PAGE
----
Following the folklore to Haesindang Park [NSFW 😬]

While we were staying in Gangneung, we took a day trip to Haesindang Park on the cliffs overlooking beautiful Sinnam fishing village. The park was created in honour of the folklore that surrounds the village and is now the home of over one hundred graphic sculptures that decorate the park today.

A stunning coastal setting for a unique attraction…

The story goes that a young woman named Aerand went down to the sea with her boyfriend while he collected seaweed. While they were down there, the wind picked up and tragically the waves dragged her out to sea.

Statue of Aerand

Following Aerand’s disappearance, the previously plentiful catch dried up, destroying the fishermen’s livelihood and bringing famine to the village. The villagers tried leaving food as an offering at a temple on the rocks above the site of Aerand’s disappearance, but still their nets came back empty and the village fell further into poverty.

The villagers’ bad luck continued until one night, an old man drowned his sorrows and relieved himself into the sea on his way home. The next day, the old man went out fishing and for the first time in years, returned with his net full. The old man’s change in fortune was attributed to having exposed himself to the sea the previous night, which had placated Aerand’s restless spirit. The following day, upon hearing the story, every fisherman followed the old man’s example and the plentiful catch spread throughout the village.

To further soothe Aerand’s spirit, the villagers erected a number of statues that now stand proudly along the cliffs in Haesindang Park. Local artists have taken great care in decorating the wooden shafts with indigenous flowers and fish.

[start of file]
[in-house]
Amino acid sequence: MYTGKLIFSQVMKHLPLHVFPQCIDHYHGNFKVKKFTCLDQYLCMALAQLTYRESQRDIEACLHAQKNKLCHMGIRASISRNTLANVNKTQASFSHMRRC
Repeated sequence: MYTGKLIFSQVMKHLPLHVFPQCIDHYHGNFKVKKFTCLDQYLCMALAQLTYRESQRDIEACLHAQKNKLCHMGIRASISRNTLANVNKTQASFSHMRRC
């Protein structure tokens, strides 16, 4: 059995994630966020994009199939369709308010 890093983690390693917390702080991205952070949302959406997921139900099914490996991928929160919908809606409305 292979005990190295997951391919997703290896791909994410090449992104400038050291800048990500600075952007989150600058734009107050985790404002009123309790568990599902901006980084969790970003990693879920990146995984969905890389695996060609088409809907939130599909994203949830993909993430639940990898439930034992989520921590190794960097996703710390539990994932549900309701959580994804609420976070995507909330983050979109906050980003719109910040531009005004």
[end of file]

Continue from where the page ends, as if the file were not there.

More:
More recently, the collection has got slightly out of hand, with its newest members being integrated into the park’s benches, the 12 animals of the zodiac, and even a moving water wheel.

Sara said this was one of the more surreal time-lapses she’s ever taken

While we were slightly bemused by the whole experience and the sheer number of statues in the park, we were even more surprised to see families with children soberly touring the grounds and to learn that it’s also a site for school trips. It wasn’t until just as we were leaving that we saw another group who were equally baffled by the surreal creativity of some of the sculptors – they really were quite something!

With the serious sightseeing out of the way, our next stop was YongPyong, one of the venues for the 2018 Winter Olympics.

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